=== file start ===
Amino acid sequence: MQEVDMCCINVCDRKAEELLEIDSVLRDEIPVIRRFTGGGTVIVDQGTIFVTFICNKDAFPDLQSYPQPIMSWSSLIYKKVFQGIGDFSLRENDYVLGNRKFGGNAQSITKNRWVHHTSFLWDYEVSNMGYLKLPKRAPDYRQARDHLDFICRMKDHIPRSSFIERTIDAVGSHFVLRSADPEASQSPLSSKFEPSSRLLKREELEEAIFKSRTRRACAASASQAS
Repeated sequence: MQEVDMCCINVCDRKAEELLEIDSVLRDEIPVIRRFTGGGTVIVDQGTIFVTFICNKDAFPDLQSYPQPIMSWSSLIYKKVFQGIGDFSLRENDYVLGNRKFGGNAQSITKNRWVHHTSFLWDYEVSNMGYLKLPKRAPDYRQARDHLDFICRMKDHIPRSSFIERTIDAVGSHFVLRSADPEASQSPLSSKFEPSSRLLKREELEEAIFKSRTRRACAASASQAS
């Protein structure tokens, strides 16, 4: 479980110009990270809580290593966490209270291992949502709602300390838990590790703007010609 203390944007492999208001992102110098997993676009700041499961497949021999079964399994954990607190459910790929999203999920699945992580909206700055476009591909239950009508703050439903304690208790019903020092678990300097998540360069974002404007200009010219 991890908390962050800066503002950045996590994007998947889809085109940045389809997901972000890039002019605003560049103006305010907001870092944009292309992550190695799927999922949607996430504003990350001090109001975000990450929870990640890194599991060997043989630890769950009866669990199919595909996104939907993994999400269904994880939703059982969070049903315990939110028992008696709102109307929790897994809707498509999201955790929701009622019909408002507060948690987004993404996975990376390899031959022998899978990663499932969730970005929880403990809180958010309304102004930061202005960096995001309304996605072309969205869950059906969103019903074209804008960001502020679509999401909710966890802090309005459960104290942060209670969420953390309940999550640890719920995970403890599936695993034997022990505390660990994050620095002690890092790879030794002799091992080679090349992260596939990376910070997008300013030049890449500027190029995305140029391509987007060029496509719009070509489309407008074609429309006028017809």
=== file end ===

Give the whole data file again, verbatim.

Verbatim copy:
Amino acid sequence: MQEVDMCCINVCDRKAEELLEIDSVLRDEIPVIRRFTGGGTVIVDQGTIFVTFICNKDAFPDLQSYPQPIMSWSSLIYKKVFQGIGDFSLRENDYVLGNRKFGGNAQSITKNRWVHHTSFLWDYEVSNMGYLKLPKRAPDYRQARDHLDFICRMKDHIPRSSFIERTIDAVGSHFVLRSADPEASQSPLSSKFEPSSRLLKREELEEAIFKSRTRRACAASASQAS
Repeated sequence: MQEVDMCCINVCDRKAEELLEIDSVLRDEIPVIRRFTGGGTVIVDQGTIFVTFICNKDAFPDLQSYPQPIMSWSSLIYKKVFQGIGDFSLRENDYVLGNRKFGGNAQSITKNRWVHHTSFLWDYEVSNMGYLKLPKRAPDYRQARDHLDFICRMKDHIPRSSFIERTIDAVGSHFVLRSADPEASQSPLSSKFEPSSRLLKREELEEAIFKSRTRRACAASASQAS
């Protein structure tokens, strides 16, 4: 479980110009990270809580290593966490209270291992949502709602300390838990590790703007010609 203390944007492999208001992102110098997993676009700041499961497949021999079964399994954990607190459910790929999203999920699945992580909206700055476009591909239950009508703050439903304690208790019903020092678990300097998540360069974002404007200009010219 991890908390962050800066503002950045996590994007998947889809085109940045389809997901972000890039002019605003560049103006305010907001870092944009292309992550190695799927999922949607996430504003990350001090109001975000990450929870990640890194599991060997043989630890769950009866669990199919595909996104939907993994999400269904994880939703059982969070049903315990939110028992008696709102109307929790897994809707498509999201955790929701009622019909408002507060948690987004993404996975990376390899031959022998899978990663499932969730970005929880403990809180958010309304102004930061202005960096995001309304996605072309969205869950059906969103019903074209804008960001502020679509999401909710966890802090309005459960104290942060209670969420953390309940999550640890719920995970403890599936695993034997022990505390660990994050620095002690890092790879030794002799091992080679090349992260596939990376910070997008300013030049890449500027190029995305140029391509987007060029496509719009070509489309407008074609429309006028017809």